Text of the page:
Now welcoming preschoolers to join the band

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The joy of making music on the playground can now be enjoyed at any age. We’ve expanded the collection of Rhapsody® Outdoor Musical Instruments with six instruments that are a bit smaller and lower to the ground—sized just right for kids ages 2 to 5.

Rhapsody was originally introduced in January 2016, and has been a hit at playgrounds, community centers, schools, senior centers and more. That’s why we’ve added the junior Rhapsody instruments to the mix. This music playground activity is now ideal for
childcare centers, preschools and other early childhood facilities.

See below to learn more about the new junior-sized chimes, metallophones and drums:

Don’t forget… musical playgrounds welcome all ages and abilities! The original Rhapsody Outdoor Musical Instruments are perfect for kids and adults ages 5 and up. Add all 12 instruments to your play space to encourage multigenerational play.

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The smartest duo in play

We introduced the Smart Play concept in 2014, and the newest additions to the family take the smart to a whole new level. Smart Play: Nook was designed for kids ages 6 to 23 months and Smart Play: Loft is for kids ages 2 to 5 years. Together, they span a critical period of childhood development.

The Nook and Loft activities and messaging were developed with guidance from the National Head Start Association and Too Small to Fail. They encourage adult-child conversations to support language development and literacy as well as support whole-child learning.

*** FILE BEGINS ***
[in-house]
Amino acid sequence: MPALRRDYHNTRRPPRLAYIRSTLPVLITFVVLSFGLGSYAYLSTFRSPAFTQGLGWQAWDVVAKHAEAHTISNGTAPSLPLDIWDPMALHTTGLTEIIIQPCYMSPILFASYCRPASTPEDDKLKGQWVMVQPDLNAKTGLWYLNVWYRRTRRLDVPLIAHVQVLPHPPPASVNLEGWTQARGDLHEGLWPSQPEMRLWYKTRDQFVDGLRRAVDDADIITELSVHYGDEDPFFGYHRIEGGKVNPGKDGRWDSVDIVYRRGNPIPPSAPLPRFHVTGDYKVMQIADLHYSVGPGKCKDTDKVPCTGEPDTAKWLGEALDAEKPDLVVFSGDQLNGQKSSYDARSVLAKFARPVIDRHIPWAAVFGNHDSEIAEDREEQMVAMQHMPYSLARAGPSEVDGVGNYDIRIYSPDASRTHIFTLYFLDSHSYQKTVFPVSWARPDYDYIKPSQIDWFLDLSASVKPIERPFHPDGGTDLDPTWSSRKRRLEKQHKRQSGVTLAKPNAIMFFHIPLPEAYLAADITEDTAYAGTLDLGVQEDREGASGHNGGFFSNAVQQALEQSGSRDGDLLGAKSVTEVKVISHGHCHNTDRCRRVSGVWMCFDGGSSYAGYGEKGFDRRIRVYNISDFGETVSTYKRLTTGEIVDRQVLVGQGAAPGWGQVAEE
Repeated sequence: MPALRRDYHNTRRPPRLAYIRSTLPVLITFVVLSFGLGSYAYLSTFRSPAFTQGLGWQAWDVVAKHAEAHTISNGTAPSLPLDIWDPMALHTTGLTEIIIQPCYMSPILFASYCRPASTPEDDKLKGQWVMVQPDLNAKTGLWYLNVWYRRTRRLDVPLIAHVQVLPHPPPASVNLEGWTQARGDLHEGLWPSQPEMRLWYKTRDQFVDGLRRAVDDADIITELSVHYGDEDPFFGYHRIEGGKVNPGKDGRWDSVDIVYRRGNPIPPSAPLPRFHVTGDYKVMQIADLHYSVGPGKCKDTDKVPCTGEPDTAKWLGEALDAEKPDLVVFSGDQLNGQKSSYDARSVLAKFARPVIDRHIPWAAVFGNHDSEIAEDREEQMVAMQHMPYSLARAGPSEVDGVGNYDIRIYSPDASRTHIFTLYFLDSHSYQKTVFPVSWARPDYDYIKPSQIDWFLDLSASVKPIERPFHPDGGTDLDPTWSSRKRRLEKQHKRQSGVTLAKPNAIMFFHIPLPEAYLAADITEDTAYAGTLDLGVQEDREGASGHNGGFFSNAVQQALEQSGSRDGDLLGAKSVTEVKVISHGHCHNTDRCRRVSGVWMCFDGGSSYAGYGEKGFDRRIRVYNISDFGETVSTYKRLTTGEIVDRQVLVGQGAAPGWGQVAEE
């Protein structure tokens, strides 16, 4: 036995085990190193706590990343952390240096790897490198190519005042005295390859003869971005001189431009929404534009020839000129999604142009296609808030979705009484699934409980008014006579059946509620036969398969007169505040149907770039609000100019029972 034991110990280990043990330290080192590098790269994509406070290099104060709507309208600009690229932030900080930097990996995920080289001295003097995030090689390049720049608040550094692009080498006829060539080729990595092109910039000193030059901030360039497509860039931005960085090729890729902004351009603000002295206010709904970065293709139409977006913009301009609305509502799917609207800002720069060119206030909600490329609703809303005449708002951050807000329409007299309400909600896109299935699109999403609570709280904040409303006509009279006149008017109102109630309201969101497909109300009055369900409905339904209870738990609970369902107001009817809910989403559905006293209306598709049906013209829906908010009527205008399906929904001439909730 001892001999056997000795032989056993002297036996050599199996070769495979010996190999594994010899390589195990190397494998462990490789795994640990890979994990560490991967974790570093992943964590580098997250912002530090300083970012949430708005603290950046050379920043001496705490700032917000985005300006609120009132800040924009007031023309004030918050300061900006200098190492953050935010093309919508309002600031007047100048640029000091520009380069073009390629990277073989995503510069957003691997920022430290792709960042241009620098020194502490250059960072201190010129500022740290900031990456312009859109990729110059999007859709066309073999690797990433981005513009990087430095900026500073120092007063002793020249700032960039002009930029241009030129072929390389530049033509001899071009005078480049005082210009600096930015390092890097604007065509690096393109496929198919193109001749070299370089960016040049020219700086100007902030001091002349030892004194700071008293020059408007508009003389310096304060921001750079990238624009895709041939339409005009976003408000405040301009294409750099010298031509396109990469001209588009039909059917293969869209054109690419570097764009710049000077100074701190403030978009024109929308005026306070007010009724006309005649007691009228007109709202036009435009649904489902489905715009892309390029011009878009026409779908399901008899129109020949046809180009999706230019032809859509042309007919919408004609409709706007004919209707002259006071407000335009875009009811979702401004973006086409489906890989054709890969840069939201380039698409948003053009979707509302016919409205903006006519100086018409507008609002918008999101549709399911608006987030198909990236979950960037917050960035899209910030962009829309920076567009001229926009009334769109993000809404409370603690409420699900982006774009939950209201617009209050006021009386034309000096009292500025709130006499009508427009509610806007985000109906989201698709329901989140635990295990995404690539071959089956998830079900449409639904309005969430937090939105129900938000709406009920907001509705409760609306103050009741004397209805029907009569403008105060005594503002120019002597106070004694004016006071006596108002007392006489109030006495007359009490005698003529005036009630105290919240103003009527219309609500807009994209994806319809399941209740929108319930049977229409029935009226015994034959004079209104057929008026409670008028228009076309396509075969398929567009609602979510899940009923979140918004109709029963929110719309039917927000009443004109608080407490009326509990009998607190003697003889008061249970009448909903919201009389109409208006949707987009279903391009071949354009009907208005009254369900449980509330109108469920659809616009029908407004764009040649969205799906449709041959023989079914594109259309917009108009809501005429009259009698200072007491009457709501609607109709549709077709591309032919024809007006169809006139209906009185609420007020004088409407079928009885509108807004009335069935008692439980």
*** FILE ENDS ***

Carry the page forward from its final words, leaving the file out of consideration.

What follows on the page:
Best of all, the Nook and Loft playstructures take kids from early crawling exploration on up to active climbing and social play in a fun, whimsical environment. Whether playing inside or outside the Nook, the intentional sight lines let you keep your eye on little crawlers and early walkers at all times. And with 20 play activities, the Loft encourages imaginative play while helping to develop both large and small motor skills as well as strategic thinking.

Learn more about this duo of smart playstructures at playlsi.com, and use #shapedbyplay to tell us how your kids are developing through play and playgrounds.

Exciting, new products for your 2017 playground designs

Good things start on the playground, and that’s because we have exciting new playground products for 2017.

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GeoPlex™

The abstract, geometric GeoPlex™ climbing panels for ages 5 to 12 come together in so many different ways to create endless patterns of visual and physical texture.

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Smart Play®: Nook 6-23